Sad foot sign, the end is comin’

News arrived this week that the rotating podiatrist sign that gives our Los Angeles neighborhood its identity will move and no longer rotate. Several years ago Kelly and I decided to help promote the idea of calling our disputed border region, located between the neighborhoods of Silver Lake and Echo Park, “Happy Foot Sad Foot” or “HaFoSaFo” for short.

Kelly detailed, in a 2010 blog post, the many cultural references to the sign including a novel by Jonathan Lethem.¬† A reader pointed to a song by the Eels. Later we found out that David Foster Wallace used the sign in his posthumously published novel, The Pale King. Allow me to digress for a moment to note that the longest half hour of my life was the time I was part of a film crew interviewing Wallace. He had an epic, paranoid freakout as soon as we started taping and it took most of that half hour to calm him down and assure him that his thoughts would not be taken our of context. He kept staring into the lens and repeatedly asking, “Who is going to edit this?” Once calmed, he went on to have a reasonable discussion about David Lynch. But back to the Foot. In The Pale King, while he references the sign, though moves its location to Chicago.

Many of the bards that frequent our hiptsery ‘hood have sung tributes to the Foot. There’s a song by Yacht animated by Mike Hollingsworth:

And the aforementioned Eels:

Sad foot sign, why you gotta
Taunt me this way
The happy side is broken now
It’s gonna be an awful day

And if I have to drive back by
To see from a different side
Would it be enough to say
The first time was a lie?

Sad foot sign, the end is comin’
That’s what they say
Maybe you could, see it in
Your heart for one day

To let me feel what it’s about
To really be alive
To live and breathe
And see and feel, then I can die

And when I come back to this room
I’ll put on a uniform
And go into, the foot sign shop
Where you were born

In the comments to Kelly’s original foot post, readers contributed neighborhood defining commercial signage from other parts of the U.S. including the Frederick, Maryland’s Freeze King:

The demented sign of the Lebanon Missouri Chiropractic Center:

An odd dual Hotel/Motel sign that used to be in Waco, Texas:

And I’ll add the Doggie Diner sign in San Francisco that was an obsession of Zippy the Pinhead cartoonist Bill Griffith:

When the Doggie Diner went out of business one of the iconic fiberglass doggie heads was moved to a median strip at Sloat Boulevard and 45th Avenue and deemed San Francisco landmark No. 254.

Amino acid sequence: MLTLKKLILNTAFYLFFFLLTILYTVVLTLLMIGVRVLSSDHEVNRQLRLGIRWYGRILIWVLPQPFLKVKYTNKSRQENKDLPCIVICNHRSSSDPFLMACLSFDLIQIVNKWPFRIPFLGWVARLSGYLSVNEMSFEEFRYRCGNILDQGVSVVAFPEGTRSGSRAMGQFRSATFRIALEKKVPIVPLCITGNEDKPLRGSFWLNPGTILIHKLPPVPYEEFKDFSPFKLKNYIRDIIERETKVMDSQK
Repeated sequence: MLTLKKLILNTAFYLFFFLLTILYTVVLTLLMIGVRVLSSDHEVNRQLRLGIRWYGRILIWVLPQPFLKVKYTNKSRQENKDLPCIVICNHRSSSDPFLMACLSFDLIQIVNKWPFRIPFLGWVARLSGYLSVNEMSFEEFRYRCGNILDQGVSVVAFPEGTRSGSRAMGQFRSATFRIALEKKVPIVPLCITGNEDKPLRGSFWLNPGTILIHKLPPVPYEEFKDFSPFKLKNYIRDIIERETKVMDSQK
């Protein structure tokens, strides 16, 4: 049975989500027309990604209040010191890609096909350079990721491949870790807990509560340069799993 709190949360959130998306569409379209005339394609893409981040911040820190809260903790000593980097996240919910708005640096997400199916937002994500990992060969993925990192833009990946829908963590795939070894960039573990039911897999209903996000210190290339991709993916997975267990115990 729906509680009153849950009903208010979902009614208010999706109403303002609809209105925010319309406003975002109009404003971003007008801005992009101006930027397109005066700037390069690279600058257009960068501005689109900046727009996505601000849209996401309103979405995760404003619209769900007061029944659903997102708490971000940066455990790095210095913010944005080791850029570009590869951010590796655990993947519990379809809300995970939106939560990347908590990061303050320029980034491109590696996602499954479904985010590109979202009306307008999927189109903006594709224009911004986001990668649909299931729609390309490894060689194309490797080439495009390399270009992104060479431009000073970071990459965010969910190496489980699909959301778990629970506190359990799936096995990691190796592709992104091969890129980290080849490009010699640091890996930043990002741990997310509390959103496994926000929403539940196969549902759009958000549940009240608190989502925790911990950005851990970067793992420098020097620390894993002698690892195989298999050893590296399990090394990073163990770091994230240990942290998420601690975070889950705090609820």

If only we could find a median strip for the rotating foot. Instead we might have to revive our efforts to call this place the Free Republic of Edendale. Some years ago I even came up with currency featuring the common neighborhood vista of a street mattress:

In all seriousness, our corrupt city government does a very poor job of placemaking. The best they can do is name intersections after people with pathetic little signs posted high up on a signal. You know you’re in trouble when a podiatrist sign is a better placemaking option. Paris LA ain’t. I think we’re going to have to take things into our own hands and build our own Happy Foot Sad Foot Arc de Triomphe. One we do that the People’s Parliament of the Free Republic of Edendale can get around to those much needed protected bike lanes . . .

Does your neighborhood have a distinctive and quirky sign? Leave a comment!

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  1. Pingback: What will happen to the Happy Foot Sad Foot sign? - Ian L. Brooks Estates

  2. Sorry to read about your fallen arch, so to speak. While our neighborhood doesn’t have a distinctive or quirky sign to use as moniker (like your “HaFoSaFo”), we residents are aware that silent movie era cowboy superstar Tom Mix had his 14-acre film lot “Mixville” at the foot of our hill, 1914-1925. We have named ourselves “Mixville Heights.” It had never occurred to me to design our own currency, but if I do, I think it should feature the image entitled “Tom Mix’ Injuries” found at “Danger and difficulty have never daunted Tom Mix, nor broken bones stopped him.” They are labeled A to Z. “X marks fractures; circles, bullet wounds.”

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